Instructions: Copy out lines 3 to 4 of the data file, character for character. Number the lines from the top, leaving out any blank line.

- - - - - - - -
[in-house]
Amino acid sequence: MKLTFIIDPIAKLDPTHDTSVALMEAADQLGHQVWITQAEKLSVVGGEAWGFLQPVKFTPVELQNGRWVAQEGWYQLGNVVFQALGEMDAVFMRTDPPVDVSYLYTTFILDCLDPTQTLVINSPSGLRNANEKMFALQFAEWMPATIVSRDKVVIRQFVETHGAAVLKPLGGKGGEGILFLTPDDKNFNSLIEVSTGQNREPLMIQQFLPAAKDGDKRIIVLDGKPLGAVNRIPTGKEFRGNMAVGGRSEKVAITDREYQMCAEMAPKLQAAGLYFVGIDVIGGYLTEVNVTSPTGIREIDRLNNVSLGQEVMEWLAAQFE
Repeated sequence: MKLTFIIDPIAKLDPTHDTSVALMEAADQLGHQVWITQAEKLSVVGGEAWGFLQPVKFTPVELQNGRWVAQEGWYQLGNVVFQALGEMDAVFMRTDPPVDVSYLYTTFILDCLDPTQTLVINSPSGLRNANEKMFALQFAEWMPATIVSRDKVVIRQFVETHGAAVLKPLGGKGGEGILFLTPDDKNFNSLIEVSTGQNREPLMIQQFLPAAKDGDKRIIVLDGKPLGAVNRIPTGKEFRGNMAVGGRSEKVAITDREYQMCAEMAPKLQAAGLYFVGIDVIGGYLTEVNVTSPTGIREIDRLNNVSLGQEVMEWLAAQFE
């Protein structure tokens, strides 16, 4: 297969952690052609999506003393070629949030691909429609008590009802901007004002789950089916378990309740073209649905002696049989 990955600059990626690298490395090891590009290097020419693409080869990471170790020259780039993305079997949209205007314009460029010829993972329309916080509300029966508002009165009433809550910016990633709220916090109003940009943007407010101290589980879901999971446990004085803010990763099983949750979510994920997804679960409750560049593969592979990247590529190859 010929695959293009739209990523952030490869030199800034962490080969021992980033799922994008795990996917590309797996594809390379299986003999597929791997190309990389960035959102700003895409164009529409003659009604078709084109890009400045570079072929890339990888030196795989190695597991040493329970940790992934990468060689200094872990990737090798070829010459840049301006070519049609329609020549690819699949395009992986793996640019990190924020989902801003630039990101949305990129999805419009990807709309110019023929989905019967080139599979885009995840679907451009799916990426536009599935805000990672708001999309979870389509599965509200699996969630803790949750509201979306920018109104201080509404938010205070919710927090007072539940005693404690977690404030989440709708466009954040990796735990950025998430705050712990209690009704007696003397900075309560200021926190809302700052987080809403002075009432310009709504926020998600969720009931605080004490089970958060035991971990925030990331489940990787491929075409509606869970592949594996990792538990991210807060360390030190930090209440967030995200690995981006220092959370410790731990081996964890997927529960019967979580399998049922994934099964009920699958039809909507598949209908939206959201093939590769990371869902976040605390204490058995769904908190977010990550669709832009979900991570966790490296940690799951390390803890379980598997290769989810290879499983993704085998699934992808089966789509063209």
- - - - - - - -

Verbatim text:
Repeated sequence: MKLTFIIDPIAKLDPTHDTSVALMEAADQLGHQVWITQAEKLSVVGGEAWGFLQPVKFTPVELQNGRWVAQEGWYQLGNVVFQALGEMDAVFMRTDPPVDVSYLYTTFILDCLDPTQTLVINSPSGLRNANEKMFALQFAEWMPATIVSRDKVVIRQFVETHGAAVLKPLGGKGGEGILFLTPDDKNFNSLIEVSTGQNREPLMIQQFLPAAKDGDKRIIVLDGKPLGAVNRIPTGKEFRGNMAVGGRSEKVAITDREYQMCAEMAPKLQAAGLYFVGIDVIGGYLTEVNVTSPTGIREIDRLNNVSLGQEVMEWLAAQFE
């Protein structure tokens, strides 16, 4: 297969952690052609999506003393070629949030691909429609008590009802901007004002789950089916378990309740073209649905002696049989 990955600059990626690298490395090891590009290097020419693409080869990471170790020259780039993305079997949209205007314009460029010829993972329309916080509300029966508002009165009433809550910016990633709220916090109003940009943007407010101290589980879901999971446990004085803010990763099983949750979510994920997804679960409750560049593969592979990247590529190859 010929695959293009739209990523952030490869030199800034962490080969021992980033799922994008795990996917590309797996594809390379299986003999597929791997190309990389960035959102700003895409164009529409003659009604078709084109890009400045570079072929890339990888030196795989190695597991040493329970940790992934990468060689200094872990990737090798070829010459840049301006070519049609329609020549690819699949395009992986793996640019990190924020989902801003630039990101949305990129999805419009990807709309110019023929989905019967080139599979885009995840679907451009799916990426536009599935805000990672708001999309979870389509599965509200699996969630803790949750509201979306920018109104201080509404938010205070919710927090007072539940005693404690977690404030989440709708466009954040990796735990950025998430705050712990209690009704007696003397900075309560200021926190809302700052987080809403002075009432310009709504926020998600969720009931605080004490089970958060035991971990925030990331489940990787491929075409509606869970592949594996990792538990991210807060360390030190930090209440967030995200690995981006220092959370410790731990081996964890997927529960019967979580399998049922994934099964009920699958039809909507598949209908939206959201093939590769990371869902976040605390204490058995769904908190977010990550669709832009979900991570966790490296940690799951390390803890379980598997290769989810290879499983993704085998699934992808089966789509063209």